Is This What They Call Burnout?

Lately I’ve been shuddering when a new work email lands in my inbox.

And it’s tough, because I feel so grateful to be “successful” at what I do, but on the other hand, I’m tired and I can’t even name why. Some days, all I want to do is lie on my couch and watch Love It Or List It, which then makes me feel guilty. So I sit on my laptop at my kitchen island, browsing websites, blogs and search Kijiji for random furniture I don’t need to feel busy.

I used to wake up craving work and wanting to do more and churn it out 24/7, and now I question whether my drive was fuelled by discomfort, and now that I’m “comfortable” in life, I no longer have that fire-in-the-belly feeling. Then I begin to freak out over if I’ll ever want to work again, and then I feel silly because I know the answer is ‘yes’; it’s just hard to accept that I need time off. From 2012 until 2014, I worked non-stop (meaning I don’t recall taking more than a few days off every few months), so actually giving myself permission to relax and feel justified watching TV after 7pm for even two nights in a row is hard.

Is this what they call burnout? Or am I now just accepting that work-life balance is important?

I’m not sure which answer is the right one, or if maybe it’s really a bit of both, but one thing I do know is that my career path has never been a linear or singularly-focused one. I’ve done everything from illustrating plants to creating cartoonish vector illustrations, to branding companies, to designing Emoticons, to UI design for x-rated Apps, to working in tech, to blogging and writing for various publications, to photography and social media management, to consulting. And maybe wading all of this water is a bit tiring, but if that’s the case, I haven’t learned my lessons at all, because I’m adding more water to my pond with video and teaching! (I’m insane.) So maybe I’m self-diagnosing here as stretched-thin, and am slowly realizing the need to take a chill pill for a few days or ease up on a certain avenue of offerings.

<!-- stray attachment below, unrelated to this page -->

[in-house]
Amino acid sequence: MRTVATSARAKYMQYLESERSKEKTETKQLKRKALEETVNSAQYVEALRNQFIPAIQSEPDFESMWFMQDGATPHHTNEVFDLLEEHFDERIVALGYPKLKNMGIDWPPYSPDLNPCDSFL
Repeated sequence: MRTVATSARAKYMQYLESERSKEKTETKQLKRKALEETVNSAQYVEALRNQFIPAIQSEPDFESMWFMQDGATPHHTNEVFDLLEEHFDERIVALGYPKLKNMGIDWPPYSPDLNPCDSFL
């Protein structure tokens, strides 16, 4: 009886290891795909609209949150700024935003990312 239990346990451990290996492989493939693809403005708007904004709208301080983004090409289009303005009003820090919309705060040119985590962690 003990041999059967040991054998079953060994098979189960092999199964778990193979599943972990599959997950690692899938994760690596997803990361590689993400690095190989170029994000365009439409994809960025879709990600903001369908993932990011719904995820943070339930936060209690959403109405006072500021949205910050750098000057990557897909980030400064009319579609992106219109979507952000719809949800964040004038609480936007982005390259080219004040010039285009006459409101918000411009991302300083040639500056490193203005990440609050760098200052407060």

In thinking about this over the past few weeks, I’ve been wondering what’s working and why, and what’s not and why, and I’ve come to the conclusion that illustrating (at least editorial) is stressful for me. I personally find the money often feels minuscule for the amount of work involved, and the pressure is gigantic to deliver the best piece you’ve ever done (all while being charismatic, grateful and even witty). I can’t think of another career where your character and personality come in to play like it does when you’re a self-employed creative. It can be downright stunting. So I’ve been doing a lot of design work, blogging and photography lately, which somehow feels freeing and pressure-free, for whatever reason. I know I work in waves, and my creative-ADD will eventually bring me back to wanting to pick up a pencil, but for now, I’m making a bit of a subtle and intentional shift into exploring new creative avenues and putting others on the back burner. Maybe if I do everything, I’ll gain a better understanding of which one I like best?

In any case, I’m going to try to be mindful of “checking out” and shutting my brain down for the rest of the month, and while I can’t take whole weeks off, I’m going to try to at least give myself weekends and evenings while still finishing up ongoing obligations I have. If you’re reading this, nodding along, I know it’s hard for me to give myself the go-ahead to take a no-brain day, so I’m giving you permission right now!

Chin up, buttercups. We’ve got this, we just need a minute.